No sure thing
The ash heap of history is littered with the carcasses of surefire winning coaches who lost.
Two University of Illinois coaches (men's and women's basketball) were dismissed over the last 10 days. During that period, Indiana fired its men's basketball coach (Tom Crean) while the University of Washington (Lorenzo Romar) did the same. Other coaches across the country also got the ax.
Readers get the picture.
Too many people charged with securing victories for their employers didn't get enough wins fast enough. So they're out, their crash landings cushioned by generous buyouts.
All those schools that did the firings will soon do hirings, and their fans, at least for a while, will be energized by the optimism that comes with being convinced future success is ensured.
But it's important to remember that all the coaches who were fired once generated the same optimism that the hirings of their replacements will generate. Their schools' fans thought they were stupendous until they didn't think they were stupendous anymore.
Hiring a coach who won at one program and will win at the next program is a difficult business.
How many people were convinced, when Illinois hired Groce from Ohio University, that Virginia Commonwealth University coach Shaka Smart, whom former athletic director Mike Thomas could not persuade to come to the UI, would have been a great hire.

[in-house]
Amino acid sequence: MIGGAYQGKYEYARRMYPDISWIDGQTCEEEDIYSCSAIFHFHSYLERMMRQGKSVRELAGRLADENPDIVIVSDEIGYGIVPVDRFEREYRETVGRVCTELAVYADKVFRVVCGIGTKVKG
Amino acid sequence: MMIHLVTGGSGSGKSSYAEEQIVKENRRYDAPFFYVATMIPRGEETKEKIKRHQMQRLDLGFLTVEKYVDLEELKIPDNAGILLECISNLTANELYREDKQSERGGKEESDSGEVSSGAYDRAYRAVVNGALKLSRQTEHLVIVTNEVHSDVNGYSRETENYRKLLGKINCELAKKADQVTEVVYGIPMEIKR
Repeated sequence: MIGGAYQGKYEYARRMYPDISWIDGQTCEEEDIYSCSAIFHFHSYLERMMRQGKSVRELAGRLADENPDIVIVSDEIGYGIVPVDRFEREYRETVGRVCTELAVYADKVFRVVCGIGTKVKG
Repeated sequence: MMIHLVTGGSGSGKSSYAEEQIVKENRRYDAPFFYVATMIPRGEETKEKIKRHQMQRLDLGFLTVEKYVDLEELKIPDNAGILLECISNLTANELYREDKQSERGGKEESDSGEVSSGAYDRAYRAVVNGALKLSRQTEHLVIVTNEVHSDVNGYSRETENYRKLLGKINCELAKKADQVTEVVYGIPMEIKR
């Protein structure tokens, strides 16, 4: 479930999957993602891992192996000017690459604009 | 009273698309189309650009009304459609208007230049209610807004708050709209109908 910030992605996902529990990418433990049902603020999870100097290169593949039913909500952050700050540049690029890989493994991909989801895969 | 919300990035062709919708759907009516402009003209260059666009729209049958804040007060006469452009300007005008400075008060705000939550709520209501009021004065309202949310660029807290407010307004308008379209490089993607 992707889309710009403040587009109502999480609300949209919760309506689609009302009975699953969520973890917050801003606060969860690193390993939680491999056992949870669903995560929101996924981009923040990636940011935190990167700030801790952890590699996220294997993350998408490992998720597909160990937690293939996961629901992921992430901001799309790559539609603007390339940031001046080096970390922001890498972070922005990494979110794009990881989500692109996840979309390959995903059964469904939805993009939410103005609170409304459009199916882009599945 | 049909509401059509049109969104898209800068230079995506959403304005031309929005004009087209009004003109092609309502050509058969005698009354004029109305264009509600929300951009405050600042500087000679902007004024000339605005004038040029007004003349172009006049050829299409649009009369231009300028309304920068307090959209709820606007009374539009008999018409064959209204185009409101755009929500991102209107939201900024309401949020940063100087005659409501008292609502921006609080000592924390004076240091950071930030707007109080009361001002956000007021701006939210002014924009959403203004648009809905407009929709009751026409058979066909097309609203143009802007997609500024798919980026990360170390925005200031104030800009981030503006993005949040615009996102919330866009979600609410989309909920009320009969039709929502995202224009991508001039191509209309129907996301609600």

But where is Smart now? He left VCU to go to the University of Texas, where glory was seemingly assured. But it hasn't gone so well for Smart. He finished this past season at 11-22, and fans are no longer enthralled. Last week, Smart fired a longtime assistant to appease fans calling for his own dismissal.
Another losing season and Mr. Can't-Miss, Gee-We-Wish-We-Could-Get-Him will be just another guy who fans once thought, mistakenly it turns out, knew something about basketball.
Until recent years, the UI has had one of the best basketball programs in the nation, thanks to consecutive hirings of three of the best basketball coaches in the history of the game (Lou Henson, Lon Kruger and Bill Self) to run the program. Both Bruce Weber and John Groce were thought quite capable of following in their predecessors' path, but it didn't work out.
With Saturday's decision to hire Brad Underwood from Oklahoma State, the UI hopes it has a coach who will return the program to prominence. But it's a dicey business fraught with known and unknown challenges and absolutely no guarantees.